There are several inconsistencies among studies that compare DIT in obese and nonobese subjects. Some of these inconsistencies, such as the inclusion criteria for both the nonobese and obese groups, may introduce bias to interpreting the findings, whereas others, such as the choice of different methods to estimate and report DIT, make comparison among findings difficult. Furthermore, the inclusion and exclusion criteria in these studies need to be considered. The inclusion of control (nonobese) individuals that differ from their obese counterparts on aspects such as physical activity may lead to a greater difference in DIT between these 2 groups, because trained individuals were shown to have higher DIT than those who are sedentary (58). Another relevant limitation about participants’ characteristics is related to the presence of comorbidities that might affect DIT such as glucose intolerance (59). Nevertheless, most studies compared DIT between these individuals after consuming a standard meal, which eliminates the bias associated with meal composition and caloric content. Unfortunately, the evidence is insufficient to support the theory of an altered DIT in obese individuals. It is possible that the duration of the DIT measurement is a confounder because obesity may lead to a prolonged absorptive state (similar EE but spread over a longer period of time).
Among the studies reviewed, only 3 compared daily EE in obese and nonobese individuals (6, 9, 13). In these studies, daily EE was shown to be higher in the obese group. The absolute values of daily EE in these studies were ~2380 and 2690 kcal/d for nonobese and obese individuals, respectively.
Elbelt et al. (6) however, found that after adjusting for body weight, severely obese individuals presented with the lowest daily EE. Nevertheless, an important limitation of the study is the method used to assess EE, the SenseWear Armband, which is a method that has not yet been validated for use in obese individuals. Although the investigators reported a positive correlation between daily EE and FFM in both the obese and nonobese groups, the accuracy of the daily EE values with the use of this method is questionable.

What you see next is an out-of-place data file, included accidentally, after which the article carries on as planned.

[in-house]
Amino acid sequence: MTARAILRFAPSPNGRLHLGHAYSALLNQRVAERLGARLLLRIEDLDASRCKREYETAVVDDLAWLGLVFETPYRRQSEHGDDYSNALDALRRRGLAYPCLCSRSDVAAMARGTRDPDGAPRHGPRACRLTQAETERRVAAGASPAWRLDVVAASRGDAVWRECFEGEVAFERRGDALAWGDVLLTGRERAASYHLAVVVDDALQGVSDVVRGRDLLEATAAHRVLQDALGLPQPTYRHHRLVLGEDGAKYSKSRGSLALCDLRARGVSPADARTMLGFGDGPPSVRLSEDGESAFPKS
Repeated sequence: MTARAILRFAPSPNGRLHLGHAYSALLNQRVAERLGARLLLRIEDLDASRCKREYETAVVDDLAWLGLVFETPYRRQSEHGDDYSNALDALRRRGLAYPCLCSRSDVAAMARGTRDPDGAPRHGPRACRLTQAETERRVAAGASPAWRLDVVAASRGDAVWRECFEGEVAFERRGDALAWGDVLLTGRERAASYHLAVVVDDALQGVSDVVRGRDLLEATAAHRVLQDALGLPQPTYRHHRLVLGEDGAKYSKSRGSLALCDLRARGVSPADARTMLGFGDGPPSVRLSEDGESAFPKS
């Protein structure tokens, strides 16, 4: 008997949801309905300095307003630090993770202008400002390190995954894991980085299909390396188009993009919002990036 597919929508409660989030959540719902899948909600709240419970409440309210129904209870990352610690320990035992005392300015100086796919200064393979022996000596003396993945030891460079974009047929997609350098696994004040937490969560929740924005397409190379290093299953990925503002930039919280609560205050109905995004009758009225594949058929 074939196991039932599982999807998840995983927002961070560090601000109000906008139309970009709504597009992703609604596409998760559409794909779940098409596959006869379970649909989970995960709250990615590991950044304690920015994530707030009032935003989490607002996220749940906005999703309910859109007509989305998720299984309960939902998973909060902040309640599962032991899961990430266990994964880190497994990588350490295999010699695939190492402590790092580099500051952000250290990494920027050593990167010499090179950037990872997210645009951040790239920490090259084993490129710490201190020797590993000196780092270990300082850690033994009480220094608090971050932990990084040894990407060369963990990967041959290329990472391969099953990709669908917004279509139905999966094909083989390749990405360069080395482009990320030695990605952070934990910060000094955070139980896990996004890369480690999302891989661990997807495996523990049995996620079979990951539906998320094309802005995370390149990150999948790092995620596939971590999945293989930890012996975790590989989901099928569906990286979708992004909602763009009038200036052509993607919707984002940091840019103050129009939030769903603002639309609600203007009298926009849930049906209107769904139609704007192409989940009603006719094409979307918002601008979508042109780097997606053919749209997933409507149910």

In the study conducted by DeLany et al. (9) differences between the 2 groups (obese and nonobese) remained even after adjusting for FFM by regression. Conversely, no differences were observed when EE was adjusted for body weight except in the severely obese group which had the lowest values of body weight-adjusted daily EE. However, as discussed by Hall et al. (49), adjusting REE by body weight leads to lower values of mass-specific metabolic rate because it also accounts for fat mass (high in obese individuals and is less metabolically active than FFM).
Prentice et al. (13) compared daily EE in obese and nonobese women under controlled conditions (measured by IC with the use of a whole-body calorimetry unit under standard conditions) and under free-living conditions (with the use of DLW). In this study, the women were considered obese if their body weight was >135% of the ideal body weight defined by the Metropolitan Life Insurance Company’s table (13). Higher absolute values were observed in the obese group under both conditions: 2146 compared with 1775 kcal/d (P < 0.001) by IC and 2445 compared with 1911 kcal/d (P < 0.001) by DLW. The investigators attributed such disparities mainly to the difference in FFM between the 2 groups (49.1 ± 5.2 compared with 41.3 ± 3.9 kg, in the obese group compared with the nonobese group, respectively). They reported that the remaining difference corresponded to the extra cost of the weight-bearing activities (stepping and standing) in the obese group. When adjustments were done by dividing daily EE by FFM or body weight, obese and nonobese individuals showed comparable values (data not shown).